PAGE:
“To a certain extent it’s unconscious. You don’t say, ‘Oh I’ll have a bit of that and a bit of that’ because I tried to do that in the past when I was starting out and it didn’t gel. You need something to get the idea going, and from a core it develops and snowballs.”
The key to Esme’s current profession and why she left investigative journalism is part of the novel’s intrigue, as is the reason for her facial scar, an outward visible sign of a character who is flawed and vulnerable, yet headstrong and tenacious. Given that the two share an interest in family trees, I wonder what else Wendy and Esme have in common, and whether Esme is based on anyone in particular.
“She’s not based on anyone, really. There are bound to be elements of me I suppose, just because you go and visit an emotional situation and try to empathise with the character. You think, ‘How would I perceive that?’ or you instinctively feel it. There’s no way you can totally exclude yourself from a character if you’re going to delve further than the facade everybody else might see of someone.”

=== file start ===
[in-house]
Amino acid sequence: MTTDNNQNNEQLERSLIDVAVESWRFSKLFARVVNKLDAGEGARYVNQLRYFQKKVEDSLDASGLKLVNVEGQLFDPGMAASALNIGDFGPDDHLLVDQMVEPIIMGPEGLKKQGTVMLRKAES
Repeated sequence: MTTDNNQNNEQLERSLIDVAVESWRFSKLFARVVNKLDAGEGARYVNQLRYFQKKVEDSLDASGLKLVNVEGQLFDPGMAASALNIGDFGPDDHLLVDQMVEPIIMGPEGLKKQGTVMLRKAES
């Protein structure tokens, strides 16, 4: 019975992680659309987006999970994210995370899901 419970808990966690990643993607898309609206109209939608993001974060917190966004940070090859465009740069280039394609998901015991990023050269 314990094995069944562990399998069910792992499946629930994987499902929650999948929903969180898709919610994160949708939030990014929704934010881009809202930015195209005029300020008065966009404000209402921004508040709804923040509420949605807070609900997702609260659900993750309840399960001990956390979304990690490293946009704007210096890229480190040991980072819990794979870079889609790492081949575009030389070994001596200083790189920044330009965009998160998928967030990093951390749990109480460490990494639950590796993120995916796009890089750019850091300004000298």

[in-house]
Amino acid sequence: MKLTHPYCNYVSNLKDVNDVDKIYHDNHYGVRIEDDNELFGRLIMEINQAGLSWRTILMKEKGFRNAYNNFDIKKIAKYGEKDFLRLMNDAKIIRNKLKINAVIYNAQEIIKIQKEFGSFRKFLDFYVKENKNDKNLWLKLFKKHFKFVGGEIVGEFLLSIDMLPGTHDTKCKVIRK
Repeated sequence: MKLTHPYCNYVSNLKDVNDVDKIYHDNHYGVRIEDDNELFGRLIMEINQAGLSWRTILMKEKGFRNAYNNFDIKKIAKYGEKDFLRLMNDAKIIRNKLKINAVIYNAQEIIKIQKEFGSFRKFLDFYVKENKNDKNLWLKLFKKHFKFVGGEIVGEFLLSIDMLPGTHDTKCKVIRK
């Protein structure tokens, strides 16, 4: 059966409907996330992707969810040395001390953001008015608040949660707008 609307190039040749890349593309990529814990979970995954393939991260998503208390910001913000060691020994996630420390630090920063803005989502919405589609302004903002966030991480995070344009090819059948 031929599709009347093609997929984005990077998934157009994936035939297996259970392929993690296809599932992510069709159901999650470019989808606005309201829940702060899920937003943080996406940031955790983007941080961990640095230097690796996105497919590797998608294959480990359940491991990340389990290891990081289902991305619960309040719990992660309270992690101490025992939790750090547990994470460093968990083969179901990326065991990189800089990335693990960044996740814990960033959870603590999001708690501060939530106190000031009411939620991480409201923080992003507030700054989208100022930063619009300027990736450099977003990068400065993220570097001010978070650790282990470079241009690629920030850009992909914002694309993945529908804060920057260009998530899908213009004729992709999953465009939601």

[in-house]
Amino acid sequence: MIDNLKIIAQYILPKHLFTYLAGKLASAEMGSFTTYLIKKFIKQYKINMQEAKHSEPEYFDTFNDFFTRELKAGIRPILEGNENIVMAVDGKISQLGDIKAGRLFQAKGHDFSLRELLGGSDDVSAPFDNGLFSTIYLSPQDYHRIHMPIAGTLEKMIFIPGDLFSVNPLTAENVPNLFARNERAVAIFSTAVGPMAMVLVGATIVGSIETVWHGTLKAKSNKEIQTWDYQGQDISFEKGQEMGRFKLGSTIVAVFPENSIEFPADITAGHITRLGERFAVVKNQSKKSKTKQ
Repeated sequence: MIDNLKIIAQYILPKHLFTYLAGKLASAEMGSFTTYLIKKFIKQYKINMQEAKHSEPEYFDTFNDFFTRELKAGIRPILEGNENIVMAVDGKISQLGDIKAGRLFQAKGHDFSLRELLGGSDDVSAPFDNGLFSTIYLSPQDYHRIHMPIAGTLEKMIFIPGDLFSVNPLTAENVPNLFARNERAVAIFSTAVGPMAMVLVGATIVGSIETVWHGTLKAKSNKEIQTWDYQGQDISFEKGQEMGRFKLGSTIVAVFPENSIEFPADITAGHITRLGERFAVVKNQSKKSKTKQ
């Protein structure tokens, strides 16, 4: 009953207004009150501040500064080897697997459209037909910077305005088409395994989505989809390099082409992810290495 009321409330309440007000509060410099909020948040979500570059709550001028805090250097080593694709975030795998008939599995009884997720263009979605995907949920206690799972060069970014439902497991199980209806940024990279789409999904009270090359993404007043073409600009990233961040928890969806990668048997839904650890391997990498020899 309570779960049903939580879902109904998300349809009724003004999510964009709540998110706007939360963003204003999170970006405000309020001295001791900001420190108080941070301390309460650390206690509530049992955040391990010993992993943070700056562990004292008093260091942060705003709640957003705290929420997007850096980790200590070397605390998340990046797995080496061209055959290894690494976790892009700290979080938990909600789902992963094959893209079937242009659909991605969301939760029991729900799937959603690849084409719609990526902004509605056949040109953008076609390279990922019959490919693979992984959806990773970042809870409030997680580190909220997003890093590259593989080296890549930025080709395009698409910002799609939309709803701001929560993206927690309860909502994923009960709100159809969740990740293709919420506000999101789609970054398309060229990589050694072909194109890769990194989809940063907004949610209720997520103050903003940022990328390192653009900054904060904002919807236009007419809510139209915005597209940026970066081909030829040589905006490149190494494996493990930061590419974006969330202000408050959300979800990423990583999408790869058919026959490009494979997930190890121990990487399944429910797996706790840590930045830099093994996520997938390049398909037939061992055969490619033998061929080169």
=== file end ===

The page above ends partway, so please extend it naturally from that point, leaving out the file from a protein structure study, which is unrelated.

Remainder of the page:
A life-long fan of crime fiction, Wendy cites Elizabeth George, PD James, Ruth Rendell and CJ Sansom as influences, with Frances Hodgson Burnett’s The Secret Garden as one of her all-time favourite books: “Obviously in the title you’ve got the subject of secrets, and then there’s the mystery of the sound of the person’s voice down the corridor. That’s deep down in me somewhere, I think.”
While reading has always been a part of her life, Wendy came to writing later on, pinpointing the exact moment – while shopping in Barnstaple, just before she gave up her teaching job, in 1997.
“I was in WH Smith’s one day and I saw a copy of Writing Magazine and thought ‘Ooh, that looks interesting!’ I picked it up and flicked thorough it and quite fancied the idea of being a writer. But then I thought, ‘Don’t be silly, that’s just fantasy land,’ and popped it back on the shelf, went off and did the rest of the shopping. But then I thought, ‘Why the hell not?’ and went back and bought the magazine. I was hooked and started to try short stories.”
A non-writing period followed while Wendy and her husband moved house. It was being short-listed for a couple of short story competitions, before winning Writing Magazine‘s Summer Ghost Story Competition in 2002, which made Wendy think, “Ooh! Perhaps I can write!”